CAFC Allows Willful Infringer to Continue Infringements for an “Ongoing Royalty” Due to “the Public’s Interest to Allow Competition in the Medical Device Arena”
Stephen Parker | February 16, 2012
Bard Peripheral Vascular, Inc., et al. v. W.L. Gore & Associates, Inc.
February 10, 2012
Panel: Gajarsa, Linn and Newman. Opinion by Gajarsa. Dissent by Newman.
This decision concludes a forty-year-long story that began in 1973 between two cooperating individuals that independently filed patent applications for vascular grafts in 1974. Those applications went to interference in 1983 and have been the subject of ongoing litigation since, concluding now in the current CAFC decision. The Arizona district court from which the present case was appealed expressed that this was “the most complicated case the district court has [ever] presided over.” In this case, the Gore inventor was the first to both 1) conceive of the invention and 2) file a patent application in 1974 (i.e., filing 6 months prior to the Bard inventor), but Gore lost in an interference before the Patent Office. Now, Gore is found to be willfully infringing the patent that was awarded to Bard, and is subjected to doubled damages (i.e., totaling $371 million) and attorney’s fees (i.e., totaling $19 million). However, despite these findings, the CAFC allows Gore to continue infringing, declining a permanent injunction and awarding reasonable royalties in the amount of between 12.5% to 20% for future infringements due to the weight of “the public interest to allow competition in the medical device arena.”
Joint Inventorship of a novel compound may exist even if co-inventor only developed method of making
Bernadette McGann | January 25, 2012
Falana v. Kent State University and Alexander J. Seed
January 23, 2012
Panel: Linn, Prost and Reyna. Opinion by Linn.
The CAFC held that a putative inventor who envisioned the structure of a novel chemical compound and contributed to the method of making that compound is a joint inventor of a claim covering that compound. One may be a joint inventor even if co-inventor’s contribution to conception is merely a method of making the claimed product and said co-inventor does not synthesize the claimed compound.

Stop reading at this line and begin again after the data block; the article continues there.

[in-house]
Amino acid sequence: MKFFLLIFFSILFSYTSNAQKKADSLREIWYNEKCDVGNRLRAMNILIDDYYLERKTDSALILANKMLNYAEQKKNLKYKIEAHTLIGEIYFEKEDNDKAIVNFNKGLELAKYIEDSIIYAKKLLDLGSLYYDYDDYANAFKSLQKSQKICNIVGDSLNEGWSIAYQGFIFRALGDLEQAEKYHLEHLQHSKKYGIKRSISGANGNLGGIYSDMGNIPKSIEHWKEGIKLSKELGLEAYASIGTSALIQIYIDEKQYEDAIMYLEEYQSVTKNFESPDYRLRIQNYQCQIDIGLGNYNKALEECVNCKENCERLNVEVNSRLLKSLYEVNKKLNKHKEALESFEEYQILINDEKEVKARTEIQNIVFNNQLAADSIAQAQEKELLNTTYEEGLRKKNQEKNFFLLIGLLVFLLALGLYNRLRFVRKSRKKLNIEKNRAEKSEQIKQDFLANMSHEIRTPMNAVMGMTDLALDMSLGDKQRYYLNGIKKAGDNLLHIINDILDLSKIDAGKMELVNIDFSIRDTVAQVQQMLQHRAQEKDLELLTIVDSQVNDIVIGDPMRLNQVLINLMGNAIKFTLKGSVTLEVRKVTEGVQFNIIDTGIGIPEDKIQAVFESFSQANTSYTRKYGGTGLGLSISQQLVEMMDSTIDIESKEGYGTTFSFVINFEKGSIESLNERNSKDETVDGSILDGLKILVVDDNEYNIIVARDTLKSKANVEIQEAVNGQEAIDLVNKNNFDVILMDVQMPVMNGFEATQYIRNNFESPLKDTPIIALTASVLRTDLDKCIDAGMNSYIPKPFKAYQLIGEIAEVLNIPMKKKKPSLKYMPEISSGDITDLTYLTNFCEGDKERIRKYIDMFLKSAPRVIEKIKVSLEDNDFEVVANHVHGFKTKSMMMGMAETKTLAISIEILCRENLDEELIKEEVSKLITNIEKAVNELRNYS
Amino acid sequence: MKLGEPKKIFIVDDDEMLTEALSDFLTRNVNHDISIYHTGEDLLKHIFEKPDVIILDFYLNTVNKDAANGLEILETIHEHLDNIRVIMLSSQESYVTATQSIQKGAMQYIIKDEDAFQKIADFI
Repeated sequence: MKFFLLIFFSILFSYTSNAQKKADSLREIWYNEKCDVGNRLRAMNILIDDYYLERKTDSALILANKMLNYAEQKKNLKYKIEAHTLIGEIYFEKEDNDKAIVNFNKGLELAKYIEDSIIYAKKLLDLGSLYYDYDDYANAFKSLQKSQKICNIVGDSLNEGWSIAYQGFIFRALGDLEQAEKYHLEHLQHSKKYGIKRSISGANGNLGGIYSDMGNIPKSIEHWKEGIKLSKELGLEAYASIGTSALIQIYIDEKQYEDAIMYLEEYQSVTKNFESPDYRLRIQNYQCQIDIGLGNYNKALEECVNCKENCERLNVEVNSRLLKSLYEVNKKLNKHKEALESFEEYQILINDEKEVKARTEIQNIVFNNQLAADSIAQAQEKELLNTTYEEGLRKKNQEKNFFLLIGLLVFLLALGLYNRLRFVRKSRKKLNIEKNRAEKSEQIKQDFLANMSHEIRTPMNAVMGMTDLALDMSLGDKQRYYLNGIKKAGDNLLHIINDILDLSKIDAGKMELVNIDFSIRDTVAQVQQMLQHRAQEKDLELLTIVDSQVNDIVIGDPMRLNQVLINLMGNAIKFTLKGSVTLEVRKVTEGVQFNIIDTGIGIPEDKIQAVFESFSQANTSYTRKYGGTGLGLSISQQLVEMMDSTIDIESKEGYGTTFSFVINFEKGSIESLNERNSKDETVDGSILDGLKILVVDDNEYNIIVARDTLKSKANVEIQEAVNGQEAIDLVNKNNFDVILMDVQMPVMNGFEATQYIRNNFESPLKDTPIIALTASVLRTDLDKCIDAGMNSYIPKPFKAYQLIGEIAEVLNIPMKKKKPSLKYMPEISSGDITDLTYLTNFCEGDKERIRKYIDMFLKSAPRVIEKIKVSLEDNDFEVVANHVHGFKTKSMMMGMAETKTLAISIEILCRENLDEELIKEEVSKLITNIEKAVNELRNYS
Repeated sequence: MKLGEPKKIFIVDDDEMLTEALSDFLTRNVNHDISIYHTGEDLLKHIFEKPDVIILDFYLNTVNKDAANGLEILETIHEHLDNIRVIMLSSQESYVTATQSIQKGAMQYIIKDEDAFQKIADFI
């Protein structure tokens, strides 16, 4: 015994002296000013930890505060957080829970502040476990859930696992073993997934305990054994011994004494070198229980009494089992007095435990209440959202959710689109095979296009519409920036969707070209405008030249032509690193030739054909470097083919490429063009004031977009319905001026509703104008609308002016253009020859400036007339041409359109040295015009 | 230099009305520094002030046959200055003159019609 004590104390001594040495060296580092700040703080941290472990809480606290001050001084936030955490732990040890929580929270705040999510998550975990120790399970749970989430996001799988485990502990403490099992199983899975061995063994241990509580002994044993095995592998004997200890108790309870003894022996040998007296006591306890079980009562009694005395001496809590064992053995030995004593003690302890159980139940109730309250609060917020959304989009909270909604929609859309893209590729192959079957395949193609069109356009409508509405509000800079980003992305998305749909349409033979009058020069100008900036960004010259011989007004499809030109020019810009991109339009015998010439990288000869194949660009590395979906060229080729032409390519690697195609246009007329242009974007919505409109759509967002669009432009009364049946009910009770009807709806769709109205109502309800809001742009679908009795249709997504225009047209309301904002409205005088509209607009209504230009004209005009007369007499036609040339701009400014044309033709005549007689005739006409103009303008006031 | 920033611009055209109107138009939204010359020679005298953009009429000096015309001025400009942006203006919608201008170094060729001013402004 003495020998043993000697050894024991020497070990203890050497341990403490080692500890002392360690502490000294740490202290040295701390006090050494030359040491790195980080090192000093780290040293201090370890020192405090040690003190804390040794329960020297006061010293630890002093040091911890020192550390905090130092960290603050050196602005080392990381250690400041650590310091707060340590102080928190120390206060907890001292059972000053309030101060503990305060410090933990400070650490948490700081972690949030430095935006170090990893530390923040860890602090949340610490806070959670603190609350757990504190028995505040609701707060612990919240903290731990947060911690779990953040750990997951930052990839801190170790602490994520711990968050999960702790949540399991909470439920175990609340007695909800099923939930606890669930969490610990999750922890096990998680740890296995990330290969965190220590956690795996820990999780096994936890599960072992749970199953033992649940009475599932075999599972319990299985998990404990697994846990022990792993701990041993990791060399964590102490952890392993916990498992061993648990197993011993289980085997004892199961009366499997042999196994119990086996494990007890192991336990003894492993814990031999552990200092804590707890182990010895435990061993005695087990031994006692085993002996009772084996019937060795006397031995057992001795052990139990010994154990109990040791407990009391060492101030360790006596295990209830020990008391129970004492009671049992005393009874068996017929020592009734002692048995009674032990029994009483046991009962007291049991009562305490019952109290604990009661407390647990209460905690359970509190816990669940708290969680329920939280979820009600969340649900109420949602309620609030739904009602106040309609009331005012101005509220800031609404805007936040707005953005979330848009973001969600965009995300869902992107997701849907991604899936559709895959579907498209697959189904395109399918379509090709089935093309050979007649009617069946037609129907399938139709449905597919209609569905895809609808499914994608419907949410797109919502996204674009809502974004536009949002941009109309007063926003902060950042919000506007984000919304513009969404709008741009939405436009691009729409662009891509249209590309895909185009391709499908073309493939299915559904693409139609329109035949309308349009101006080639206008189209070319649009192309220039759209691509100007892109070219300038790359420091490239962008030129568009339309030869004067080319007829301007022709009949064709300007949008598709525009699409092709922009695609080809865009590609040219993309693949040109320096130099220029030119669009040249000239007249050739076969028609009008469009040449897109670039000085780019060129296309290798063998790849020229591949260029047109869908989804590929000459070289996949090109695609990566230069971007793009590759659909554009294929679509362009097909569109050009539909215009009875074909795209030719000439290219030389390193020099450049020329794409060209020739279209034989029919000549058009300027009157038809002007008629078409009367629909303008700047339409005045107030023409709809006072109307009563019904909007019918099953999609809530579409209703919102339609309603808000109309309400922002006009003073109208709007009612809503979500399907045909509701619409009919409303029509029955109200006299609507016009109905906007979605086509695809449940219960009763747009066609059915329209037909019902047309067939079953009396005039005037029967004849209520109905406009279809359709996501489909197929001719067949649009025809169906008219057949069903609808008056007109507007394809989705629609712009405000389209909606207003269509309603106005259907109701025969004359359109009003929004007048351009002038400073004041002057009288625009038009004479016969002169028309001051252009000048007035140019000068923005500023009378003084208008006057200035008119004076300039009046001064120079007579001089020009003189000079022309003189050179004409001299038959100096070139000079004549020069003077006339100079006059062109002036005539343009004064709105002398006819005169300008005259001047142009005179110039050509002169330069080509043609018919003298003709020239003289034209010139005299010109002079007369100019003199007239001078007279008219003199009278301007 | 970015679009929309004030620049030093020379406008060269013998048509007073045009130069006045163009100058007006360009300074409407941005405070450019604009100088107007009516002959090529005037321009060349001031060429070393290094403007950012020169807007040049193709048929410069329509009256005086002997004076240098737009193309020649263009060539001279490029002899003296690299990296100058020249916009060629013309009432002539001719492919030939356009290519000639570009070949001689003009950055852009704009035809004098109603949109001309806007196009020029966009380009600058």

Infringement Argument Contradicting Prosecution History and Based On Unreliable Expert Testimony Can Make The Case “Exceptional” Incurring Opponent’s Attorneys Fees
Sadao Kinashi | January 11, 2012
MarcTec, LLC v. Johnson & Johnson and Cordis Corp.
January 3, 2012
Panel: Newman, Prost and O’Malley. Opinion by O’Malley.
The CAFC affirmed the district court’s award of attorney fees and expert fees under 35 U.S.C. § 285. During prosecution of the application, Applicant amended the claims to make clear that his invention required the application of heat to a heat-bondable material. Applicant also distinguished the surgical device from stents in order to obtain allowance. Patentee alleged infringement by accused stents having a coating sprayed at room temperature. Patentee further argued that accused product’s coating is, in fact, bonded by heat. In support of this position, Patentee offered expert testimony that spraying the coating at nearly the speed of sound would cause an increase in temperature such that heat is involved in bonding the coating to the stent. The expert testimony also alleged that heat is used in some of the manufacturing steps before the coating is sprayed onto the accused product. The court held that Patentee’s argument was baseless and frivolous and that Patentee acted in bad faith in bringing and pressing this suit.